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Army exceeds retention goals

HEIDELBERG, Germany — If Army officials were worried that constant deployments would drive too many soldiers out of uniform, they can rest easy.

As the Army closed out fiscal 2003 at the end of September, so many soldiers had raised their right hands to re-enlist that the service met its retention goals and then some, retaining 106 percent of the soldiers it hoped to keep.

“We needed 51,000 soldiers to re-enlist, and we got 54,151,” said Sgt. Maj. James Vales, a senior retention manager at Army headquarters in Washington.

Of those, Vales said, 1,955 soldiers re-enlisted at the last minute, taking advantage of an 11th-hour $5,000 bonus offered in the last two weeks of the fiscal year. Nearly half of those takers were midcareer soldiers with fewer than 10 years in the Army, he said.

Re-enlistment quotas are designed to help manpower managers keep the Army at full strength with 480,000 active-duty soldiers, Vales said.

This year’s re-enlistment success comes after the Army dropped its goals twice over the past 12 months. Initially, Army officials had tasked retention noncommissioned officers to keep 57,000 soldiers from getting out of the Army.

“The goal for careerists was totally unattainable,” said Sgt. Maj. Luis Santos Jr., referring to the re-enlistment quota for soldiers who had already spent 10 years in uniform and are widely considered the easiest to persuade to re-enlist because they’re over the halfway hump to a 20-year retirement. Santos is the top retention manager in Europe.

In response to the outcry from retention NCOs in the field, the goal was quickly reduced by 3,000 troops at the beginning of the fiscal year. A few months later, another 3,000 troops were dropped from the first-termers’ goal.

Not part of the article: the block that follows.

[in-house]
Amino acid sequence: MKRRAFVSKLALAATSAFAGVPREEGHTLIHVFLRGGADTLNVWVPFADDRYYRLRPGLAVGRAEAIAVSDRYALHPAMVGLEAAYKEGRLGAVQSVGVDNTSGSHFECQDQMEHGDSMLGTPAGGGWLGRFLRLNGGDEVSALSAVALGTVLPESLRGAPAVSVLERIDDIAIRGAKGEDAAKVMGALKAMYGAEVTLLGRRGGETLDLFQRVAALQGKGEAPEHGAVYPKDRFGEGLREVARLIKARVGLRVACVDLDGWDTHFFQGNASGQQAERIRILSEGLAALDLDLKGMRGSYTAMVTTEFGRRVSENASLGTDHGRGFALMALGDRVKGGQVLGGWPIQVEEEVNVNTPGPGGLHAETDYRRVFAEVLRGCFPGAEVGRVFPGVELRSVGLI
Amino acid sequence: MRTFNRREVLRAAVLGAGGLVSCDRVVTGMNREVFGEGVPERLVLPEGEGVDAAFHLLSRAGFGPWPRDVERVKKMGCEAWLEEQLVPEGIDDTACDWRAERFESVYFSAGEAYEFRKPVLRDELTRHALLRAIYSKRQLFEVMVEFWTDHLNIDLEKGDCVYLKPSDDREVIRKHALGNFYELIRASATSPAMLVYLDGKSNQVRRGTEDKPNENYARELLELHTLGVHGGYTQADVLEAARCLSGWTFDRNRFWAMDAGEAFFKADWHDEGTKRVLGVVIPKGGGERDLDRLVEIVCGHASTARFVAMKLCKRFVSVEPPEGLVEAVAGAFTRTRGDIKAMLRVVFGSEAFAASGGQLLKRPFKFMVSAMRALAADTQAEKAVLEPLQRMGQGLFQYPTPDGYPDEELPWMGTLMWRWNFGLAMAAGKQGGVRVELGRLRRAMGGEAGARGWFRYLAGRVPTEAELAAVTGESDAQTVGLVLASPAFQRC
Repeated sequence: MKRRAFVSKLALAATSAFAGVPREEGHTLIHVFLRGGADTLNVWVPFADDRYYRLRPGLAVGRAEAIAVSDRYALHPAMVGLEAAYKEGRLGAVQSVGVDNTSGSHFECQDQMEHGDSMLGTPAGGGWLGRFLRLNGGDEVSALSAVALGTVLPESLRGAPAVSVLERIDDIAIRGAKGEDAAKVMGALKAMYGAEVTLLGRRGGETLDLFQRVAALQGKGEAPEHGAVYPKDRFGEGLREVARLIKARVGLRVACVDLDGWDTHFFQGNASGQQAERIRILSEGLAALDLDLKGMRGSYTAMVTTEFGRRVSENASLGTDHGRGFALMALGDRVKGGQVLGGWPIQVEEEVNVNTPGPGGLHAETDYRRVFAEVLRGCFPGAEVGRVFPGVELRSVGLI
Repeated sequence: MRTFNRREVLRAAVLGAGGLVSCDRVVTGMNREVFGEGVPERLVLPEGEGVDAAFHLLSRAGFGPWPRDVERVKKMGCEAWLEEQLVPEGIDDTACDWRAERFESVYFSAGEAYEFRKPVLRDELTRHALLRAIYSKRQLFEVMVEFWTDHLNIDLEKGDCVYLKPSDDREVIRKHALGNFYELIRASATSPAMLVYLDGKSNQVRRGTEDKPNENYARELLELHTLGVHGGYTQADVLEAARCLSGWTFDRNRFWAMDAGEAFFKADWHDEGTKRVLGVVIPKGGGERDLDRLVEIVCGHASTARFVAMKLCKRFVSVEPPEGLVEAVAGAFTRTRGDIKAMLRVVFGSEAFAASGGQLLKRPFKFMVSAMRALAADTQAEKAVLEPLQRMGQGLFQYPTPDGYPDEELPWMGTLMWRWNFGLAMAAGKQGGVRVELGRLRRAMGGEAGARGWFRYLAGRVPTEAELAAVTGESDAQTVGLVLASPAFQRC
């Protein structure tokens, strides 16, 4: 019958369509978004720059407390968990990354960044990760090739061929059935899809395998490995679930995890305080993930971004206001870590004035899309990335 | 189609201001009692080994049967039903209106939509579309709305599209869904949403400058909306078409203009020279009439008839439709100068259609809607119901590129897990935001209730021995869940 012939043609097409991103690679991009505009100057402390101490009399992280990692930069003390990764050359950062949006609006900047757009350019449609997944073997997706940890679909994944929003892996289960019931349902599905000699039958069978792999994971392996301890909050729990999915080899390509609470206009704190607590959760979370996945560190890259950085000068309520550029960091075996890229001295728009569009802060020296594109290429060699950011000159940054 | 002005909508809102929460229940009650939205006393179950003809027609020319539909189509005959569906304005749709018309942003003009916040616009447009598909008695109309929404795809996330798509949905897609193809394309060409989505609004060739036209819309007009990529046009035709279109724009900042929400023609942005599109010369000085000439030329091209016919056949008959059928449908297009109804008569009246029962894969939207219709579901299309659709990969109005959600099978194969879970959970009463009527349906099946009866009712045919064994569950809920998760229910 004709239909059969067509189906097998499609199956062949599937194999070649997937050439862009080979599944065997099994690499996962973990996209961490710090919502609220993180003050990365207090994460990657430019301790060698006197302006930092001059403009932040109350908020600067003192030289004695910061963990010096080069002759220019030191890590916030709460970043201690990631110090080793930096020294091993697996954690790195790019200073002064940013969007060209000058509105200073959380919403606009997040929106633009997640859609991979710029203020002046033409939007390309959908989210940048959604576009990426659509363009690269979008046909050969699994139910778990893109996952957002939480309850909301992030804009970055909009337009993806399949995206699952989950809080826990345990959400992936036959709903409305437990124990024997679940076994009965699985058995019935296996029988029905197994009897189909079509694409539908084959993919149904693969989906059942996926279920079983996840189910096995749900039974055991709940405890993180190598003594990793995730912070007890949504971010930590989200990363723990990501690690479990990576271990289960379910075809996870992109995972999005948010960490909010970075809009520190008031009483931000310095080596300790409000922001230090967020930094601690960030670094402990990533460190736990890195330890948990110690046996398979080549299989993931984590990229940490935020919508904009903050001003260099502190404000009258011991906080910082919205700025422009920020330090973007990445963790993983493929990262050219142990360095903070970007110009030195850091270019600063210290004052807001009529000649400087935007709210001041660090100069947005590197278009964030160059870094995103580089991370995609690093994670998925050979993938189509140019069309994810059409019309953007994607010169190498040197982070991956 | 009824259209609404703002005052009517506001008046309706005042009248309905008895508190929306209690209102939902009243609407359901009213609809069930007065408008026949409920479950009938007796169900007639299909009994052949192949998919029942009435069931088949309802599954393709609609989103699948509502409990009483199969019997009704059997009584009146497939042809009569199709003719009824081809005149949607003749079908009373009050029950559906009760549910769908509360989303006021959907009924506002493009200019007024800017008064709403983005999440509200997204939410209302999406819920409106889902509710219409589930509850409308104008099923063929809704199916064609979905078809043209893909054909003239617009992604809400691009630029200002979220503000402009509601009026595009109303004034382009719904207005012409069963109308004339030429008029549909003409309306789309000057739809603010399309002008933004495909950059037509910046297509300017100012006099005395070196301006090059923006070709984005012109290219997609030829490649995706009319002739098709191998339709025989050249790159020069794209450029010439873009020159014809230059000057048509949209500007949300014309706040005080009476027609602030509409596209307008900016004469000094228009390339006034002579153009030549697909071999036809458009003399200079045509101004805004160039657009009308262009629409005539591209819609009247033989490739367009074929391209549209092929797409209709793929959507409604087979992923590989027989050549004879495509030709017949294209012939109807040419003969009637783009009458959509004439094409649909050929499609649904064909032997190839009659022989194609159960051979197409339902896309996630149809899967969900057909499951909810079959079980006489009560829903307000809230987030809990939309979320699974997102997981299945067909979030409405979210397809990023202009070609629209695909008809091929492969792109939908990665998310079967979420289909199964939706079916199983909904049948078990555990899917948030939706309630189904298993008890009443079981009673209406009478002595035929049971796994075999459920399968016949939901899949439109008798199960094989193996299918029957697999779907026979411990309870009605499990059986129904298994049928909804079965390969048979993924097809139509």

“We had to reduce the mission at that point because otherwise we were going to be overstrength by the end of the year,” said Vales.

Units based overseas — in Europe and the Pacific — were among the biggest contributors to the re-enlistment success, said Vales. Eighth Army in South Korea topped that list, retaining 126 percent of its goals by re-enlisting more than 800 soldiers over its goal of 3,244.

U.S. Army Europe saw similar success, persuading 5,768 of its soldiers to stay in the Army, 123 percent of its “fair share” of the re-enlistment quota pie.

Of those, about one of every four took advantage of a re-enlistment option that allows the soldier to stay in Europe for another tour, according to Santos.

Santos credits USAREUR’s success largely on a positive command climate and the lure of European culture.

“Units have more cohesion and are focused on training while soldiers and their families have opportunities to see and do things they can’t do anywhere else,” Santos said.

The overseas commands also traditionally have higher retention rates, Vales said, because “it’s much harder to go job hunting when you’re in Korea or Germany. Typically, if a soldier is going to get out of the Army, he wants to do it in the States so he can find a job first.”

Spc. Daralyn Bryant, 23, decided to re-enlist two weeks ago.

“Believe it or not, I do like the Army,” she said with a smile.

She’s headed from the 501st Forward Support Company in Vicenza, Italy, for a job in the Pentagon in January.

One of the biggest factors for her to consider was some freedoms she could enjoy being outside the military versus “the structure and stability” of the military.

Her six-month deployment to Iraq helped remind her of some of the advantages of military life: “Being in the field, being deployed, brings soldiers together a lot,” she said.

For others, however, lengthy deployments was a reason to leave the military.

Sgt. Allen Stoll, with the Headquarters and Headquarters Company of the 1st Battalion, 508th Infantry Regiment in Vicenza, said he’s leaving the Army in January, in part because of possible future deployments.

“I’ve got a lot of different reasons,” he said. “I’m not really happy with the quality of life in the Army.”

He’s from a small town in Illinois and said the culture in the Army — and being packed tightly together with other people much of the time — just isn’t for him.

Stoll, who served 9½ years in the Army, re-enlisted in 2000 before coming to Vicenza.

“At that time, I was planning on doing the full 20 and retiring.”

But a few recent injuries, which kept him from deploying to Iraq, and the desire to start a family — his wife also served in the Army — have led him to take up civilian life, he said.

Stoll says he doesn’t want to be away on deployments while his children grow up. He plans to head back to the States and take some college classes with his wife.

— Stars and Stripes reporter Kent Harris contributed to this report.


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